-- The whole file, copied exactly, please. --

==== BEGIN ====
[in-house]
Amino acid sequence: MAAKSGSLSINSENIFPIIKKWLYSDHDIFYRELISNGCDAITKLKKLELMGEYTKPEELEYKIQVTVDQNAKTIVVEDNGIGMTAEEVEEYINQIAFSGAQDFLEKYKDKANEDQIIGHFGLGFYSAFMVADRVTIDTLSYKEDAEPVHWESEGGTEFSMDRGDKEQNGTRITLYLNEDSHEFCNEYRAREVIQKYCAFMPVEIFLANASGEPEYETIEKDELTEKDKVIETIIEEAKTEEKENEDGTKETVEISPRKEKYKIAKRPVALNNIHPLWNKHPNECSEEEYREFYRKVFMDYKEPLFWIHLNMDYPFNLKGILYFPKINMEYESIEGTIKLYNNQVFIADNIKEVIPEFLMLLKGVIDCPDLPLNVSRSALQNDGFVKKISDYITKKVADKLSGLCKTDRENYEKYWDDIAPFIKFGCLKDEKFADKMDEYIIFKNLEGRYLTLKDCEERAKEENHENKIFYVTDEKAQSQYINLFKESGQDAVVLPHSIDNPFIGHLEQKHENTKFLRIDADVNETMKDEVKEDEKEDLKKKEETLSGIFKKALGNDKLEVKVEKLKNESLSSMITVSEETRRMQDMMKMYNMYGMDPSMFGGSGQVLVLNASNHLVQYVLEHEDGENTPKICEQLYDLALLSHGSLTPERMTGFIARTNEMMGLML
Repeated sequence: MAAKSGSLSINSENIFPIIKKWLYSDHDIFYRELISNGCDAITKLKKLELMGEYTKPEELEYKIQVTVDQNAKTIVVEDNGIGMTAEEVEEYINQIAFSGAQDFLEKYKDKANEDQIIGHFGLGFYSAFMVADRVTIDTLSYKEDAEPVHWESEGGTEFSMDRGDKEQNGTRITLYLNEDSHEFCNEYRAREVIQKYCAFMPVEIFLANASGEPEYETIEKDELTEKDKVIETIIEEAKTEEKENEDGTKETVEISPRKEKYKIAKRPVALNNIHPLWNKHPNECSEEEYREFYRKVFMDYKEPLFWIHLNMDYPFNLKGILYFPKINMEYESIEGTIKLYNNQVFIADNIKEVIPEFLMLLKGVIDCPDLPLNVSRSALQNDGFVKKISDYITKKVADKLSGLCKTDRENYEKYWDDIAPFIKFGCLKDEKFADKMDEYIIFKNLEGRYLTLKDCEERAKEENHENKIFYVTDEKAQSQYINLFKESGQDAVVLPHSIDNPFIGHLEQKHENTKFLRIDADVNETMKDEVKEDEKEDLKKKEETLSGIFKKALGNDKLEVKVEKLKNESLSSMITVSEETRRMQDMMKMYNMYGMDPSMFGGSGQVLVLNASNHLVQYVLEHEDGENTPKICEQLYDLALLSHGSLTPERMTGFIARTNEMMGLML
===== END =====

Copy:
[in-house]
Amino acid sequence: MAAKSGSLSINSENIFPIIKKWLYSDHDIFYRELISNGCDAITKLKKLELMGEYTKPEELEYKIQVTVDQNAKTIVVEDNGIGMTAEEVEEYINQIAFSGAQDFLEKYKDKANEDQIIGHFGLGFYSAFMVADRVTIDTLSYKEDAEPVHWESEGGTEFSMDRGDKEQNGTRITLYLNEDSHEFCNEYRAREVIQKYCAFMPVEIFLANASGEPEYETIEKDELTEKDKVIETIIEEAKTEEKENEDGTKETVEISPRKEKYKIAKRPVALNNIHPLWNKHPNECSEEEYREFYRKVFMDYKEPLFWIHLNMDYPFNLKGILYFPKINMEYESIEGTIKLYNNQVFIADNIKEVIPEFLMLLKGVIDCPDLPLNVSRSALQNDGFVKKISDYITKKVADKLSGLCKTDRENYEKYWDDIAPFIKFGCLKDEKFADKMDEYIIFKNLEGRYLTLKDCEERAKEENHENKIFYVTDEKAQSQYINLFKESGQDAVVLPHSIDNPFIGHLEQKHENTKFLRIDADVNETMKDEVKEDEKEDLKKKEETLSGIFKKALGNDKLEVKVEKLKNESLSSMITVSEETRRMQDMMKMYNMYGMDPSMFGGSGQVLVLNASNHLVQYVLEHEDGENTPKICEQLYDLALLSHGSLTPERMTGFIARTNEMMGLML
Repeated sequence: MAAKSGSLSINSENIFPIIKKWLYSDHDIFYRELISNGCDAITKLKKLELMGEYTKPEELEYKIQVTVDQNAKTIVVEDNGIGMTAEEVEEYINQIAFSGAQDFLEKYKDKANEDQIIGHFGLGFYSAFMVADRVTIDTLSYKEDAEPVHWESEGGTEFSMDRGDKEQNGTRITLYLNEDSHEFCNEYRAREVIQKYCAFMPVEIFLANASGEPEYETIEKDELTEKDKVIETIIEEAKTEEKENEDGTKETVEISPRKEKYKIAKRPVALNNIHPLWNKHPNECSEEEYREFYRKVFMDYKEPLFWIHLNMDYPFNLKGILYFPKINMEYESIEGTIKLYNNQVFIADNIKEVIPEFLMLLKGVIDCPDLPLNVSRSALQNDGFVKKISDYITKKVADKLSGLCKTDRENYEKYWDDIAPFIKFGCLKDEKFADKMDEYIIFKNLEGRYLTLKDCEERAKEENHENKIFYVTDEKAQSQYINLFKESGQDAVVLPHSIDNPFIGHLEQKHENTKFLRIDADVNETMKDEVKEDEKEDLKKKEETLSGIFKKALGNDKLEVKVEKLKNESLSSMITVSEETRRMQDMMKMYNMYGMDPSMFGGSGQVLVLNASNHLVQYVLEHEDGENTPKICEQLYDLALLSHGSLTPERMTGFIARTNEMMGLML